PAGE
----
Here, the Fourth Circuit reversed the district court’s ruling, stating that Weidman sufficiently stated a claim that he was fired for refusing to engage in a criminal act. Sections 54.1-3310 and 54.1-3435 of the Virginia Code make it unlawful for anyone to practice pharmacy or to engage in wholesale distribution of prescription drugs without a license. Although these sections are not part of Virginia’s criminal code, a violation of these sections lead to criminal penalties. Defendants argue that this claim cannot survive because Weidman failed to cite the statute in his complaint. The Fourth Circuit stated, however, that any deficiency in this regard is merely technical. Therefore, Plaintiff pled sufficient factual detail that he was fired for refusing to participate in “illegal pharmacy distribution activities.”

Case Remanded To Address Wrongful Discharge Claim

Thus, the Fourth Circuit reversed the dismissal of Weidman’s wrongful discharge claim against ExxonMobil and remanded the case for further proceedings.

By: Benjamin C. Zipursky*

Zipursky_LawReview_December2009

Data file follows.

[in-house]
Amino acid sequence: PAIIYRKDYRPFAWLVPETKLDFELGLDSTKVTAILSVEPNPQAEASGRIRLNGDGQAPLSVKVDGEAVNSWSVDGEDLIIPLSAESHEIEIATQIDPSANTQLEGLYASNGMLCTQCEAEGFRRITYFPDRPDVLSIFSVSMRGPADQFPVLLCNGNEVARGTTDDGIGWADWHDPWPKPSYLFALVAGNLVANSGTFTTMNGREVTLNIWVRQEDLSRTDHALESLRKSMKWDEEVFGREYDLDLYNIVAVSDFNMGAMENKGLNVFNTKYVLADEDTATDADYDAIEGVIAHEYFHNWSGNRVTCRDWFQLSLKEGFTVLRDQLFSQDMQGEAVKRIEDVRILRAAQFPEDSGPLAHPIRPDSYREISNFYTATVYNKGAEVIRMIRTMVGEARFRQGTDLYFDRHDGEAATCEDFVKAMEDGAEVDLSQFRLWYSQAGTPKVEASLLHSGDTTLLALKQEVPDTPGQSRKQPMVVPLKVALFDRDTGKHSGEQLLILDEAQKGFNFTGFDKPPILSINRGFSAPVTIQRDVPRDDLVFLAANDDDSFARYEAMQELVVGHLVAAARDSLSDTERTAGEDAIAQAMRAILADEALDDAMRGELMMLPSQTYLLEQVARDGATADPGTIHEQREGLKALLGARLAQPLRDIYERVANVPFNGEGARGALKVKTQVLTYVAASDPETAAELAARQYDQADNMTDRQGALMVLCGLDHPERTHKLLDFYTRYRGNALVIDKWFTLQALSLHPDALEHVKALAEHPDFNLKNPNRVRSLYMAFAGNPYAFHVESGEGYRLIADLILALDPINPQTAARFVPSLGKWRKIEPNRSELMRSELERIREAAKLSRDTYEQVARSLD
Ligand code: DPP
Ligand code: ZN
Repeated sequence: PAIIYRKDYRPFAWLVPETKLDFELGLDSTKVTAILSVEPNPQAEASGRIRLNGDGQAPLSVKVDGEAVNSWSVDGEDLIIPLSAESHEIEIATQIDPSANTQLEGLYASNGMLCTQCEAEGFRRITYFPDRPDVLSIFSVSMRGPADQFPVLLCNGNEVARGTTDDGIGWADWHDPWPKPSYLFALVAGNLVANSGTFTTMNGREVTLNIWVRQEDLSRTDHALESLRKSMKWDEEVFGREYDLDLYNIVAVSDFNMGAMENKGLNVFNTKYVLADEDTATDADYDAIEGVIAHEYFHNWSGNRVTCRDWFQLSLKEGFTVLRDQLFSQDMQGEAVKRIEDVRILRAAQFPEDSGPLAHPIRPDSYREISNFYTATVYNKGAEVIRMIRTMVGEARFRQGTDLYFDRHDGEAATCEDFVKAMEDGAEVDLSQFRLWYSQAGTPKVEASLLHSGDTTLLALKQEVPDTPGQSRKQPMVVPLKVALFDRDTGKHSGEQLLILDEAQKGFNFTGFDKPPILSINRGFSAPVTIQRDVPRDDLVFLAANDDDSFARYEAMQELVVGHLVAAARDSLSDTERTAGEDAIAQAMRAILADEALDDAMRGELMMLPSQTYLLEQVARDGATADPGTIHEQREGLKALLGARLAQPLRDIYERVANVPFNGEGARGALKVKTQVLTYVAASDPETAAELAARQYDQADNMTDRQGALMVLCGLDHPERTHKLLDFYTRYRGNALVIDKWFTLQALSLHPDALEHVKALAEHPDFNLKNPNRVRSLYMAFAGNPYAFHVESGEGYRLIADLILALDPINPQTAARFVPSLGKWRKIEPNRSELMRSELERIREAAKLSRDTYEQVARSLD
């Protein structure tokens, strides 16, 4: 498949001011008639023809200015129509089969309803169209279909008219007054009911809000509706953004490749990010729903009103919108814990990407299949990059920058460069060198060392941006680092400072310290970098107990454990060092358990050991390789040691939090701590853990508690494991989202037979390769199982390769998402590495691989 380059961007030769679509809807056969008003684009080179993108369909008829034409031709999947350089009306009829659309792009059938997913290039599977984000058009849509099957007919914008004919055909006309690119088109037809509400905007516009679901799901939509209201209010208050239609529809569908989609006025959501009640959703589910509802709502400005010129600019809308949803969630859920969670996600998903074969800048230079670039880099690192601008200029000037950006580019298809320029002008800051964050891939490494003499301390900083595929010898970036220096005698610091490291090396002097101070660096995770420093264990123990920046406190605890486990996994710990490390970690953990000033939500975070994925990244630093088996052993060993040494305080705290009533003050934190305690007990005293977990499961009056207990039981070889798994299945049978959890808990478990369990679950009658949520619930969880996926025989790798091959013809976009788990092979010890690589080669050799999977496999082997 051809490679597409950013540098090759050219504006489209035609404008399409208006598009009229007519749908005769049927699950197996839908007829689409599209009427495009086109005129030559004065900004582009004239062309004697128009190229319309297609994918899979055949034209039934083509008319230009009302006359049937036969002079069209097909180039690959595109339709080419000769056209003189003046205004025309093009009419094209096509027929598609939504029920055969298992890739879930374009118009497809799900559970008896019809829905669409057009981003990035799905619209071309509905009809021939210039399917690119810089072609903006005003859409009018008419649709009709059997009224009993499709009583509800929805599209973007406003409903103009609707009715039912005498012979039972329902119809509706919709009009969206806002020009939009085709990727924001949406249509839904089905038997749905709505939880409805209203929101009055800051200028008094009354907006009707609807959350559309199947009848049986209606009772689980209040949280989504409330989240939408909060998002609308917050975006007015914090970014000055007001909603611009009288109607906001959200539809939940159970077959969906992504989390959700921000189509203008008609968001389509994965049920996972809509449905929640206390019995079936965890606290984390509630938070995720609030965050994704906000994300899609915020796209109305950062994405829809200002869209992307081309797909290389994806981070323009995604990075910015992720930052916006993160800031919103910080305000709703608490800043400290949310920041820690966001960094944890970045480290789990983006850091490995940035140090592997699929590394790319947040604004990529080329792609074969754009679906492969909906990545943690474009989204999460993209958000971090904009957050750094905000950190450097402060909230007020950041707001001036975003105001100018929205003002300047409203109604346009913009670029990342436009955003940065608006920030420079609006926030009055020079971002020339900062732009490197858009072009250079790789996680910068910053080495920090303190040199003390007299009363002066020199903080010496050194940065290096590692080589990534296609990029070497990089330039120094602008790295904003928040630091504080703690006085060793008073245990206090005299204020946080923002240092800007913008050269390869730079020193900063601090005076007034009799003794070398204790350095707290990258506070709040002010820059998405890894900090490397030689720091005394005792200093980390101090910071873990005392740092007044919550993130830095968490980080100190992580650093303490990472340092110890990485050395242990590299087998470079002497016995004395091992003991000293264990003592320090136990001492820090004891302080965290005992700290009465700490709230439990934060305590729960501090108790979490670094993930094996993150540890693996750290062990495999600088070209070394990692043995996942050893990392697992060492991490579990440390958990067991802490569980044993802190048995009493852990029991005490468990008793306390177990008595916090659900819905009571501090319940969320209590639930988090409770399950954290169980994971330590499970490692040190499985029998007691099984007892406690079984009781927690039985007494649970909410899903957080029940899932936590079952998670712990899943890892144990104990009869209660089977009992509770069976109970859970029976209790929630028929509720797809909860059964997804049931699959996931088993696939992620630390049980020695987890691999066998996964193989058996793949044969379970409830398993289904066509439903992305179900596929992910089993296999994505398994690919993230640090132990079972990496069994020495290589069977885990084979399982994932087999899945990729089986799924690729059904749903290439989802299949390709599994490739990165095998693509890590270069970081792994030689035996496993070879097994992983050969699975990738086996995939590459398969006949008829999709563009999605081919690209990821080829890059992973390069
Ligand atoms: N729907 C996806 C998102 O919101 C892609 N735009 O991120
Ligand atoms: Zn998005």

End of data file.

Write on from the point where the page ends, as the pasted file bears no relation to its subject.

∗ Professor & James H. Quinn ‘49 Chair in Legal Ethics, Fordham Law School; Visiting Professor, Harvard Law School (Spring 2009). John Goldberg has provided helpful comments on a previous draft and has been a collaborator on many of the central ideas here; I take full responsibility for whatever has gone wrong in this particular Article, however. I am grateful to Michael Green for his willingness over the past several years to engage me in person, over the telephone, and through correspondence on many of the central issues discussed in this Article. Because most of the communication on foreseeability was between Michael Green and myself, and because this Article was written to reflect some of that communication, I chose to write this individually.